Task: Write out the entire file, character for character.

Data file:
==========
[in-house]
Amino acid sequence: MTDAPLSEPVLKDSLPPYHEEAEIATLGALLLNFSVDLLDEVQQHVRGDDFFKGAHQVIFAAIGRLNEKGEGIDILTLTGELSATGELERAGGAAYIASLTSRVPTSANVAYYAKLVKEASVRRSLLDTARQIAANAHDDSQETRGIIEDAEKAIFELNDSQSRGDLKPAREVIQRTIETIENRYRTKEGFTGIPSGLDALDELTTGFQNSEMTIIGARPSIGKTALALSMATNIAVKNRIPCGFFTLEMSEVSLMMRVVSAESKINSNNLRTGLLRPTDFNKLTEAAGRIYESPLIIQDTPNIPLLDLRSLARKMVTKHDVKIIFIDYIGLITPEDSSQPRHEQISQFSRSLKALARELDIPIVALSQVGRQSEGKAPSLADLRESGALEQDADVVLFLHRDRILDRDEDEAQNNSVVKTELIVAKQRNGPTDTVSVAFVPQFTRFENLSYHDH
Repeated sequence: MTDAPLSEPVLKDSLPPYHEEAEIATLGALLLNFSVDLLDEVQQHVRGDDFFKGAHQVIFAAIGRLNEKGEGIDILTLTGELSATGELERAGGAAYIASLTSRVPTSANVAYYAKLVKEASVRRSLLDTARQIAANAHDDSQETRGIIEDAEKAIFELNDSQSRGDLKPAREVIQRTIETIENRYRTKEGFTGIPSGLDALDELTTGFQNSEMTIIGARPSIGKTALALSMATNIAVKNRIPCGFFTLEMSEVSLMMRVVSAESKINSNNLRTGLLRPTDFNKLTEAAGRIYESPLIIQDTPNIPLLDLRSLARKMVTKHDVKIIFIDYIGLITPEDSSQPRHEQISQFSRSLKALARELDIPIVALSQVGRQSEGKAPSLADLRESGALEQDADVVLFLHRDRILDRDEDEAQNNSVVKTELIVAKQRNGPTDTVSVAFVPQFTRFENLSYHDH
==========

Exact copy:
[in-house]
Amino acid sequence: MTDAPLSEPVLKDSLPPYHEEAEIATLGALLLNFSVDLLDEVQQHVRGDDFFKGAHQVIFAAIGRLNEKGEGIDILTLTGELSATGELERAGGAAYIASLTSRVPTSANVAYYAKLVKEASVRRSLLDTARQIAANAHDDSQETRGIIEDAEKAIFELNDSQSRGDLKPAREVIQRTIETIENRYRTKEGFTGIPSGLDALDELTTGFQNSEMTIIGARPSIGKTALALSMATNIAVKNRIPCGFFTLEMSEVSLMMRVVSAESKINSNNLRTGLLRPTDFNKLTEAAGRIYESPLIIQDTPNIPLLDLRSLARKMVTKHDVKIIFIDYIGLITPEDSSQPRHEQISQFSRSLKALARELDIPIVALSQVGRQSEGKAPSLADLRESGALEQDADVVLFLHRDRILDRDEDEAQNNSVVKTELIVAKQRNGPTDTVSVAFVPQFTRFENLSYHDH
Repeated sequence: MTDAPLSEPVLKDSLPPYHEEAEIATLGALLLNFSVDLLDEVQQHVRGDDFFKGAHQVIFAAIGRLNEKGEGIDILTLTGELSATGELERAGGAAYIASLTSRVPTSANVAYYAKLVKEASVRRSLLDTARQIAANAHDDSQETRGIIEDAEKAIFELNDSQSRGDLKPAREVIQRTIETIENRYRTKEGFTGIPSGLDALDELTTGFQNSEMTIIGARPSIGKTALALSMATNIAVKNRIPCGFFTLEMSEVSLMMRVVSAESKINSNNLRTGLLRPTDFNKLTEAAGRIYESPLIIQDTPNIPLLDLRSLARKMVTKHDVKIIFIDYIGLITPEDSSQPRHEQISQFSRSLKALARELDIPIVALSQVGRQSEGKAPSLADLRESGALEQDADVVLFLHRDRILDRDEDEAQNNSVVKTELIVAKQRNGPTDTVSVAFVPQFTRFENLSYHDH